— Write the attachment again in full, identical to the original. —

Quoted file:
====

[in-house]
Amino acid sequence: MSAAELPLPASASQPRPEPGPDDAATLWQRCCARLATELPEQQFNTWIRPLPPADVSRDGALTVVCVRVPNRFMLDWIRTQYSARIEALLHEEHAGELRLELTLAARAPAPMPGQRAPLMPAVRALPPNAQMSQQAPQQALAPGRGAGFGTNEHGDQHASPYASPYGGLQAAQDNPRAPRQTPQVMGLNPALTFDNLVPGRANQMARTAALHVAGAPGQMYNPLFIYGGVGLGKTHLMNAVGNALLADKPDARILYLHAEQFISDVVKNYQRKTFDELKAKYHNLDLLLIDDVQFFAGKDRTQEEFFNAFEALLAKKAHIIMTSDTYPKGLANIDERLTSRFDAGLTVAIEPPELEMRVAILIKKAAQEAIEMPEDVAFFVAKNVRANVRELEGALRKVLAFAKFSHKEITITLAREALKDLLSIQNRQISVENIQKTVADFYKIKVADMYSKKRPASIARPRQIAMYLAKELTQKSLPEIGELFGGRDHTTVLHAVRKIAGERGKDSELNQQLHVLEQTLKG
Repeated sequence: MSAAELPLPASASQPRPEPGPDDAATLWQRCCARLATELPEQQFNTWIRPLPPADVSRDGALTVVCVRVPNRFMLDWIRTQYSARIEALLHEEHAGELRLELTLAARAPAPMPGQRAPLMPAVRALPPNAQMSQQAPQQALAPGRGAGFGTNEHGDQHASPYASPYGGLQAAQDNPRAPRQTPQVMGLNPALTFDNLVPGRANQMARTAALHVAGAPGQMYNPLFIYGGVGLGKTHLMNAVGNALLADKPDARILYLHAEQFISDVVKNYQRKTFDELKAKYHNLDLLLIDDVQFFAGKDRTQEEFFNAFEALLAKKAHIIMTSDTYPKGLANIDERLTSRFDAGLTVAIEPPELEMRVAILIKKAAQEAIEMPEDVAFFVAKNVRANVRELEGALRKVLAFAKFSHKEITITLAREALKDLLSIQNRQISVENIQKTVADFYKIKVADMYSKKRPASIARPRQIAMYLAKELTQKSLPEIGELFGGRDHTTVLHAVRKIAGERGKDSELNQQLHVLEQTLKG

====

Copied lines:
[in-house]
Amino acid sequence: MSAAELPLPASASQPRPEPGPDDAATLWQRCCARLATELPEQQFNTWIRPLPPADVSRDGALTVVCVRVPNRFMLDWIRTQYSARIEALLHEEHAGELRLELTLAARAPAPMPGQRAPLMPAVRALPPNAQMSQQAPQQALAPGRGAGFGTNEHGDQHASPYASPYGGLQAAQDNPRAPRQTPQVMGLNPALTFDNLVPGRANQMARTAALHVAGAPGQMYNPLFIYGGVGLGKTHLMNAVGNALLADKPDARILYLHAEQFISDVVKNYQRKTFDELKAKYHNLDLLLIDDVQFFAGKDRTQEEFFNAFEALLAKKAHIIMTSDTYPKGLANIDERLTSRFDAGLTVAIEPPELEMRVAILIKKAAQEAIEMPEDVAFFVAKNVRANVRELEGALRKVLAFAKFSHKEITITLAREALKDLLSIQNRQISVENIQKTVADFYKIKVADMYSKKRPASIARPRQIAMYLAKELTQKSLPEIGELFGGRDHTTVLHAVRKIAGERGKDSELNQQLHVLEQTLKG
Repeated sequence: MSAAELPLPASASQPRPEPGPDDAATLWQRCCARLATELPEQQFNTWIRPLPPADVSRDGALTVVCVRVPNRFMLDWIRTQYSARIEALLHEEHAGELRLELTLAARAPAPMPGQRAPLMPAVRALPPNAQMSQQAPQQALAPGRGAGFGTNEHGDQHASPYASPYGGLQAAQDNPRAPRQTPQVMGLNPALTFDNLVPGRANQMARTAALHVAGAPGQMYNPLFIYGGVGLGKTHLMNAVGNALLADKPDARILYLHAEQFISDVVKNYQRKTFDELKAKYHNLDLLLIDDVQFFAGKDRTQEEFFNAFEALLAKKAHIIMTSDTYPKGLANIDERLTSRFDAGLTVAIEPPELEMRVAILIKKAAQEAIEMPEDVAFFVAKNVRANVRELEGALRKVLAFAKFSHKEITITLAREALKDLLSIQNRQISVENIQKTVADFYKIKVADMYSKKRPASIARPRQIAMYLAKELTQKSLPEIGELFGGRDHTTVLHAVRKIAGERGKDSELNQQLHVLEQTLKG